The MSP plan was approved in the House through a 130 to 3 vote. Among the methods used to restore program funding is a requirement that Gov. Malloy reduce the number of managers and consultants—a provision included in the adopted budget ignored by the governor. Other components include moving human resources-related functions of some state agencies into the state’s Department of Administrative Services, and requiring the governor to find- savings in Executive Branch functions while limiting his ability to cut more than 10 percent from any one program.
State senators approved the plan 32-1 in a vote later in the day.
The 2018 legislative session—a so-called short session—starts Feb. 7 and will see lawmakers focus primarily on issues tied to the state budget.
Posted on December 29, 2017 by admin
Please note that this is provided as information, and inclusion in this message does not indicate my support or opposition to an individual measure.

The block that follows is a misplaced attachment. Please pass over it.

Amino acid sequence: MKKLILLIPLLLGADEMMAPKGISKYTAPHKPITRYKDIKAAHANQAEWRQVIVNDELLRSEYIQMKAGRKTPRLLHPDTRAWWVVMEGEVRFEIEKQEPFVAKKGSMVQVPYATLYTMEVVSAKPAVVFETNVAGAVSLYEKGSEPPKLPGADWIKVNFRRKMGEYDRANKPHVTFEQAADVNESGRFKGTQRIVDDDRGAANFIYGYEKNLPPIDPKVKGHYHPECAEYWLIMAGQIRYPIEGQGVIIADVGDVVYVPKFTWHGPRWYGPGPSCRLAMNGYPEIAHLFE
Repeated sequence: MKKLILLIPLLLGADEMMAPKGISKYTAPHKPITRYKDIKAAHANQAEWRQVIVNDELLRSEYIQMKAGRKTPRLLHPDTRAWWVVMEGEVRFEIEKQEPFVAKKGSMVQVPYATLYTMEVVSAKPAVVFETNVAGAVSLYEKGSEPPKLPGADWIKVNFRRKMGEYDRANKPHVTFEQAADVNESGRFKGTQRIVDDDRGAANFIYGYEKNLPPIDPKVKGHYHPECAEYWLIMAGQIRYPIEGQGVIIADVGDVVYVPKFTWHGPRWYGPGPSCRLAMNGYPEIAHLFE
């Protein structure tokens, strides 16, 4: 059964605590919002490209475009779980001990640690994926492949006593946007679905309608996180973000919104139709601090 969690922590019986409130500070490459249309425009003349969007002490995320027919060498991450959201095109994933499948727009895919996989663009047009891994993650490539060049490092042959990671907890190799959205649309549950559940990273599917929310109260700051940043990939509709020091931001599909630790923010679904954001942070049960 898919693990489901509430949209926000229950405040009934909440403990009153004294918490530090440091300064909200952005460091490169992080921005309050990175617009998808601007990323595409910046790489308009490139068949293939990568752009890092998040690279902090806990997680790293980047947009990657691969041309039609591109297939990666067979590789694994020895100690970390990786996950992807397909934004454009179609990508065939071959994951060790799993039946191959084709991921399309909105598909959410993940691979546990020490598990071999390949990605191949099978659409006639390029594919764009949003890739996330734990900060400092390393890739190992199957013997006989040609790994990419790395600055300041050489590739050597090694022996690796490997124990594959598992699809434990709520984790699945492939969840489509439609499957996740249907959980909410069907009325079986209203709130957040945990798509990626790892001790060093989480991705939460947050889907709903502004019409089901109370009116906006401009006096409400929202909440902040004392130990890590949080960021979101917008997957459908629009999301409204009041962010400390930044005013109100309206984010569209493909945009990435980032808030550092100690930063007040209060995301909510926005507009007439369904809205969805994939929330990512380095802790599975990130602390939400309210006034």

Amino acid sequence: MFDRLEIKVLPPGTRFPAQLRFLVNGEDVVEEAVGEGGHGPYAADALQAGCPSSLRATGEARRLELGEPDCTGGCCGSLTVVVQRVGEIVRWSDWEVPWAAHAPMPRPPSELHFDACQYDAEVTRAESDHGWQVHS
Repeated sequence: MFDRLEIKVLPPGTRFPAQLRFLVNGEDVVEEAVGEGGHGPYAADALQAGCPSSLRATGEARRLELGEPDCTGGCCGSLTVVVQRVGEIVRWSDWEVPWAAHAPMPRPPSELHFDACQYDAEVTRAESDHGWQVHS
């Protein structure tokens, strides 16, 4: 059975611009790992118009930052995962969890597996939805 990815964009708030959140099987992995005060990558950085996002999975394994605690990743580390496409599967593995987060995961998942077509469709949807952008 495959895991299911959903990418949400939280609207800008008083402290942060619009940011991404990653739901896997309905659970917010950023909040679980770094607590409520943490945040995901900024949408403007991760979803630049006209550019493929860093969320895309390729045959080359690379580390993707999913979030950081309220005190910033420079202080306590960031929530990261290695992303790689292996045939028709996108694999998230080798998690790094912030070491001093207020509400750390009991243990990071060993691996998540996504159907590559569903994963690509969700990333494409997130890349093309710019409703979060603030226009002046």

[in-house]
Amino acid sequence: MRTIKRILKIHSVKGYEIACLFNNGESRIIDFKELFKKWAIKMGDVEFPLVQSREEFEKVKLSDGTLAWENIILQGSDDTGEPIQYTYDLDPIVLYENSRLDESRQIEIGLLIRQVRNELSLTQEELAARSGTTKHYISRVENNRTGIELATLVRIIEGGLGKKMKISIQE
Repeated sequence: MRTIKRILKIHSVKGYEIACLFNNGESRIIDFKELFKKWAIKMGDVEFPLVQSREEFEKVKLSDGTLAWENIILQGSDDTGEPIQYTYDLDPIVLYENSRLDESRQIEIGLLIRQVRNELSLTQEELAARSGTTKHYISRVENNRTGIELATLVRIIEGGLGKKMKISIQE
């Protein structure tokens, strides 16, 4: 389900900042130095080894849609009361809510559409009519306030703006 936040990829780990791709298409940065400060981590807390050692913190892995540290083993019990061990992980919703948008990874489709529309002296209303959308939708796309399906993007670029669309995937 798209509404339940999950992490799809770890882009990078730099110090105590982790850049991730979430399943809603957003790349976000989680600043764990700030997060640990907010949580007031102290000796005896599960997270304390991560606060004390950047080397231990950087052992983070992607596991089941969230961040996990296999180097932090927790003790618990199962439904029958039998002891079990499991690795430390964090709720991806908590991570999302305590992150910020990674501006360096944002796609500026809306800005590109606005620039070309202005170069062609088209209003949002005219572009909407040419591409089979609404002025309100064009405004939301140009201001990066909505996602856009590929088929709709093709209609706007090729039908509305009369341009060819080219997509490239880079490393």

As 2017 comes to an end, we prepare for a number of new laws to take effect starting January 1, 2018. These new laws may have an impact on you, your business, or our community. I therefore encourage you to take a look at the full list of laws that can be found by clicking here. I have listed some of the more noteworthy legislation below. Please feel free to contact me with any questions or clarifications regarding the implementation of these laws.
AN ACT PREVENTING PRESCRIPTION OPIOID DIVERSION AND ABUSE – Public Act No. 17-131 – requires prescriptions be transcribed electronically to safeguard against over prescribing, reduce the maximum number of days for a prescription from seven to five for minors and allow patients to request drugs other than opioids be prescribed.
AN ACT CONCERNING WITHHOLDING WORKERS’ COMPENSATION INCOME FOR CHILD SUPPORT – Public Act No. 17-27 – requires an employer promptly notify the dependent (i.e., spouse, former spouse, or child owed the support) or judicial branch’s Support Enforcement Services, as directed if an employee whose income is withheld to enforce a child support order makes a workers’ compensation claim.